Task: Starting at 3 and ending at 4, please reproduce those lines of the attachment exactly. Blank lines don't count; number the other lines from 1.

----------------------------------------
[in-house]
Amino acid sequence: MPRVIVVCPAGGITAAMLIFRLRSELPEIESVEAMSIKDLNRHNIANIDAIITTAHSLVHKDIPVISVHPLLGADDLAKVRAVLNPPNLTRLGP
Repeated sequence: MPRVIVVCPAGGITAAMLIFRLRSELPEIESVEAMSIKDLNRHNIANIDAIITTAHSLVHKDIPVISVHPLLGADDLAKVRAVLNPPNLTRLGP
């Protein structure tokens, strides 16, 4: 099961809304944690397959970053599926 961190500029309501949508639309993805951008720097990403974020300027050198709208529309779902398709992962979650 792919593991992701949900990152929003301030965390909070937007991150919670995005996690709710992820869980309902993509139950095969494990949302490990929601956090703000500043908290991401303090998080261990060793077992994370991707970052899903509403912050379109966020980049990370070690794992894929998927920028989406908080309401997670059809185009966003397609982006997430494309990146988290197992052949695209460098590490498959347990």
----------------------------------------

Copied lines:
Repeated sequence: MPRVIVVCPAGGITAAMLIFRLRSELPEIESVEAMSIKDLNRHNIANIDAIITTAHSLVHKDIPVISVHPLLGADDLAKVRAVLNPPNLTRLGP
């Protein structure tokens, strides 16, 4: 099961809304944690397959970053599926 961190500029309501949508639309993805951008720097990403974020300027050198709208529309779902398709992962979650 792919593991992701949900990152929003301030965390909070937007991150919670995005996690709710992820869980309902993509139950095969494990949302490990929601956090703000500043908290991401303090998080261990060793077992994370991707970052899903509403912050379109966020980049990370070690794992894929998927920028989406908080309401997670059809185009966003397609982006997430494309990146988290197992052949695209460098590490498959347990």